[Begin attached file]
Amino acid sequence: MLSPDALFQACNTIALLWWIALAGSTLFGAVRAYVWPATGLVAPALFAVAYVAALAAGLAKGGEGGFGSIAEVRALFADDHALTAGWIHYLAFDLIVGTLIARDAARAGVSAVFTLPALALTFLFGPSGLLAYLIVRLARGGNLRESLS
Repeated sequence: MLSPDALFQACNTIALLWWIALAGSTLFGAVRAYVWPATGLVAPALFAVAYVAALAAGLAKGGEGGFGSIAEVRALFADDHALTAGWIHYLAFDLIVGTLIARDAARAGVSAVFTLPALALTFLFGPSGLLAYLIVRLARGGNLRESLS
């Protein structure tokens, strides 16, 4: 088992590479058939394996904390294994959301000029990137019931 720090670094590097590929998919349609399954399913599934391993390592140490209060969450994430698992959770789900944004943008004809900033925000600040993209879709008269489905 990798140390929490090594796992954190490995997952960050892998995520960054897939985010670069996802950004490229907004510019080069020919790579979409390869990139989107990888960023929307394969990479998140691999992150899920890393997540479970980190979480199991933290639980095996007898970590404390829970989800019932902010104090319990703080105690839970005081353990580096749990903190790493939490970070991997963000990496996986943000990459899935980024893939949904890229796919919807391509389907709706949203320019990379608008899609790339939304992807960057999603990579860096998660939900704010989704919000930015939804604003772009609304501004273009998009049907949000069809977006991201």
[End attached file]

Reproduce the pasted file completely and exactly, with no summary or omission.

Amino acid sequence: MLSPDALFQACNTIALLWWIALAGSTLFGAVRAYVWPATGLVAPALFAVAYVAALAAGLAKGGEGGFGSIAEVRALFADDHALTAGWIHYLAFDLIVGTLIARDAARAGVSAVFTLPALALTFLFGPSGLLAYLIVRLARGGNLRESLS
Repeated sequence: MLSPDALFQACNTIALLWWIALAGSTLFGAVRAYVWPATGLVAPALFAVAYVAALAAGLAKGGEGGFGSIAEVRALFADDHALTAGWIHYLAFDLIVGTLIARDAARAGVSAVFTLPALALTFLFGPSGLLAYLIVRLARGGNLRESLS
């Protein structure tokens, strides 16, 4: 088992590479058939394996904390294994959301000029990137019931 720090670094590097590929998919349609399954399913599934391993390592140490209060969450994430698992959770789900944004943008004809900033925000600040993209879709008269489905 990798140390929490090594796992954190490995997952960050892998995520960054897939985010670069996802950004490229907004510019080069020919790579979409390869990139989107990888960023929307394969990479998140691999992150899920890393997540479970980190979480199991933290639980095996007898970590404390829970989800019932902010104090319990703080105690839970005081353990580096749990903190790493939490970070991997963000990496996986943000990459899935980024893939949904890229796919919807391509389907709706949203320019990379608008899609790339939304992807960057999603990579860096998660939900704010989704919000930015939804604003772009609304501004273009998009049907949000069809977006991201």